A Letter To Sohrab

Dear Sohrab,

Hello! How have you been? You must have grown to be 30 by now. I hope time has been kinder to you. Honestly, there is so much I want to talk to you about, so much to ask that I doubt it will fit within the space of this letter. I met you through a story of two brothers and their different worlds. The last time I heard about you, you had left one world and was trying to settle in another. Although it isn’t in anyone’s control, I hope you found your peace even when the world is struggling for it.

For me, you haven’t grown a day since that day in March 2002 when you let that small ray of hope seep into yourself. I hope that 12-year-old finally learned to place himself within a world that wronged him so brutally. I think about you whenever I find myself at the crossroads of life. It’s amusing that I know your story, but I don’t know you. What are your interests? What movies do you watch? Do you still love to read? Is Shahnamah your favourite book too, like your father’s? Maybe I just want to know what helped you in reconnecting with yourself. Amidst the darkness and turmoil that reality presents, what were the little ounces of hope and escape that kept you going?

You were Hassan’s new start, Amir’s atonement, but what are you in your eyes? What do you mean to yourself? Whenever the world haunts me, making me overwhelmed with its ability to shift and uproot every possible space for peace and harmony, I think of you. I try to understand what it must be for you, a 10-11-year-old kid, to experience the world’s darkest horrors. I marvel that you still fought, for Amir against Assef, for yourself against life— over and over. I draw courage, resilience, and strength from you. I know it is unfair of me to do so because you didn’t have a choice. You had to be strong and stand straight in order to survive; it was this or death, or something much worse than that.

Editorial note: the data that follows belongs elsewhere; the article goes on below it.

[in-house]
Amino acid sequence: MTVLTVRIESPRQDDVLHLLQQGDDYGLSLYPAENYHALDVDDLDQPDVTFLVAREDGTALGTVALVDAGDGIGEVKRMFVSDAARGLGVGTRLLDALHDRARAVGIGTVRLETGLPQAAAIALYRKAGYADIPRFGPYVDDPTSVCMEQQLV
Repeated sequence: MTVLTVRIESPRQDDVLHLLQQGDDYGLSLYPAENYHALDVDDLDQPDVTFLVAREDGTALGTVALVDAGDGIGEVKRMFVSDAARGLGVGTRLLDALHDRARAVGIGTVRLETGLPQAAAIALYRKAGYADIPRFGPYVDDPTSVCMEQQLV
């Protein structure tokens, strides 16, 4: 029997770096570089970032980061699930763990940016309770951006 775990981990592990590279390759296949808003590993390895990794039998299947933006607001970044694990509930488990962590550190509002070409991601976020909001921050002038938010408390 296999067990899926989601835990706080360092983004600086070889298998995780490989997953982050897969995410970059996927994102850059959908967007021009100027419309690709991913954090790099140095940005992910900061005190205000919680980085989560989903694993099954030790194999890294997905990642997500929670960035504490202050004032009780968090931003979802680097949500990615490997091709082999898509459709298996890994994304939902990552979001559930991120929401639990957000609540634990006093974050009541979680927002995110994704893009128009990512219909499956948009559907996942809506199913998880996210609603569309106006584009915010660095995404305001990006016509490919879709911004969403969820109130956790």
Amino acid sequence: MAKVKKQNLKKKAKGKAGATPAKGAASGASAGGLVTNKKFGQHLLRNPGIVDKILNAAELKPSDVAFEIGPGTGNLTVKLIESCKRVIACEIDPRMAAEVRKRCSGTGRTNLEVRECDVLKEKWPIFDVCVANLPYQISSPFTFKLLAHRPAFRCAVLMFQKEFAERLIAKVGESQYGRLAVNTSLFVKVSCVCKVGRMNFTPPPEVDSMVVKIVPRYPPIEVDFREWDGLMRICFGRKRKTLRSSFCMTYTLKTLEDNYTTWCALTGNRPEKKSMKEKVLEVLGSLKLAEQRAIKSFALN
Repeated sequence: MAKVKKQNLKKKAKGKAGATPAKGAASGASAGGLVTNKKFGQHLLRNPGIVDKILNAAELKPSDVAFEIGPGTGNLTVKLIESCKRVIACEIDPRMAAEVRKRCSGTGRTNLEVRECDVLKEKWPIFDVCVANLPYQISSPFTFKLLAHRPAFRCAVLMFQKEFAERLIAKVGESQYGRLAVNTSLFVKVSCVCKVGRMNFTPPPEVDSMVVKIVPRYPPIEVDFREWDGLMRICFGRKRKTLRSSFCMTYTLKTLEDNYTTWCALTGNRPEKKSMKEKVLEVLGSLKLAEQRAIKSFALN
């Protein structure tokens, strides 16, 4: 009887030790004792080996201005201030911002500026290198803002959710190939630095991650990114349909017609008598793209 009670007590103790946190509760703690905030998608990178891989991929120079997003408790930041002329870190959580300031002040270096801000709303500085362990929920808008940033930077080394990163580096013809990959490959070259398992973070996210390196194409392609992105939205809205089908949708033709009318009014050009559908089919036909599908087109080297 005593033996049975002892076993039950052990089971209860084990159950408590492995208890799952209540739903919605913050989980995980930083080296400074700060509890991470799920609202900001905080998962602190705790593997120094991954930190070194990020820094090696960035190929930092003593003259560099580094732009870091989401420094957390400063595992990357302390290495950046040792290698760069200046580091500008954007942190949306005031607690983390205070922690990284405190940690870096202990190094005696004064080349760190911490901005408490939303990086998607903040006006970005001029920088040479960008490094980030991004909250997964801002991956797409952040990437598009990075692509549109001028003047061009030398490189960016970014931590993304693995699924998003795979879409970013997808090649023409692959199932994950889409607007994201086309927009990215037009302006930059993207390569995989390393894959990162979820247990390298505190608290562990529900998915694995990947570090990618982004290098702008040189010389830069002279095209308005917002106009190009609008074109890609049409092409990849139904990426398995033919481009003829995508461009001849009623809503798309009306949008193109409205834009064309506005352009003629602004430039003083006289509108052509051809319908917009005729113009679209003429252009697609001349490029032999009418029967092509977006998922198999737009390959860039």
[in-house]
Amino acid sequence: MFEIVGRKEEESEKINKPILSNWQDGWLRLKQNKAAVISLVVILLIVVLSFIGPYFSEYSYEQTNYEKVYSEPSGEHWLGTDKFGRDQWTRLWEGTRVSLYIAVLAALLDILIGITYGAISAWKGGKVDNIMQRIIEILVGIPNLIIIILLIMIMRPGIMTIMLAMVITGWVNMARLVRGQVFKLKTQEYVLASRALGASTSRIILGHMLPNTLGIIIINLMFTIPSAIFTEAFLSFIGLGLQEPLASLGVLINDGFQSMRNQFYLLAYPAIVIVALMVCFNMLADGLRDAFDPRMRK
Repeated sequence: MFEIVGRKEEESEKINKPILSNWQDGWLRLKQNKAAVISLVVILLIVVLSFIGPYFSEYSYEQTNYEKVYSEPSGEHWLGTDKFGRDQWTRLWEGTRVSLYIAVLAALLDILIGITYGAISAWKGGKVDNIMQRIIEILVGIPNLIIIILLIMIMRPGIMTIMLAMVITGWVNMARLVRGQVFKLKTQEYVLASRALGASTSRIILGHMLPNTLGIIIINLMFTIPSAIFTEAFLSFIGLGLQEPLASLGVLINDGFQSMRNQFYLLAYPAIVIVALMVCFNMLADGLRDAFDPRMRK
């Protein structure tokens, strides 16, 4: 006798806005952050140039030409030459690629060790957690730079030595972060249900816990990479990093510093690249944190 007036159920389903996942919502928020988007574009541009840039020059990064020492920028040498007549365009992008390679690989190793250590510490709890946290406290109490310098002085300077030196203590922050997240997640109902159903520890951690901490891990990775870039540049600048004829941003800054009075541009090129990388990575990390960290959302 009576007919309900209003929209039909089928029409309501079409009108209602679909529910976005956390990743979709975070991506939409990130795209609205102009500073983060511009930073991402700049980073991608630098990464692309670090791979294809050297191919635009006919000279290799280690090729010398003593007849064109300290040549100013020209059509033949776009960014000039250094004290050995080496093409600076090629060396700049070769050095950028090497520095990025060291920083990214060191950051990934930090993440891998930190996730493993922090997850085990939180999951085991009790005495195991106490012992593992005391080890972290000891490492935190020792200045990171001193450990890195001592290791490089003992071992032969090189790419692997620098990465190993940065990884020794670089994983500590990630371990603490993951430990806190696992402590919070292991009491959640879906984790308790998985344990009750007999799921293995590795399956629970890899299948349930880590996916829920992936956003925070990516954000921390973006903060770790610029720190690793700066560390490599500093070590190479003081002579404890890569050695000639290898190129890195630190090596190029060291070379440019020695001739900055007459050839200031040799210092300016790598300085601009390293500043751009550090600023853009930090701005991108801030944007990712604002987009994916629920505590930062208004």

Do you sometimes let your mind wander off to Kabul? In the darkest times, when it all comes crashing down, do the thoughts of playing with Sasa, or going to the zoo with Hassan, reading with Rahim Khan bring you peace? Looking at the world right now might sometimes be too overbearing for you; I hope memories of Kabul winters, kite running with Hassan, and dried Mulberries calms your nerves. Memories of places and people have a peculiar way of working. You have to be cautious around them. 

 I learn a lot from you, Sohrab, every day you teach me something new. Your story made an impact on me, which is incomparable to anything else that I have encountered. Perhaps because I met you during a time when I found myself unable to grow out of the confines of my brain, you made it possible. When you looked at that kite, when you took the thread from Amir, when you let your strings loose, when you let yourself rejoice over Amir cutting the green kite — I knew the worst was over. That was the beginning of growth for you and me. I realised it’s not a big leap, but small victories which make us alive again, which gradually connects us back to reality, chasing one kite at a time.

It wasn’t Amir chasing the kite it was us lunging for what little hope we had within ourselves, holding it as near to us as possible. I promise that I’ll keep fighting it, keep looking for new trinkets of hope and warmth until I find my peace. “Because when spring comes, it melts the snow one flake at a time…”

Here’s to keep fighting until the last flake melts!


With love and warmth,

The girl who caught the green kite.


Written by Lavya Joshi for MTTN

Edited by Radhika Taneja for MTTN

Featured Image by Akshay Dhansoia for MTTN

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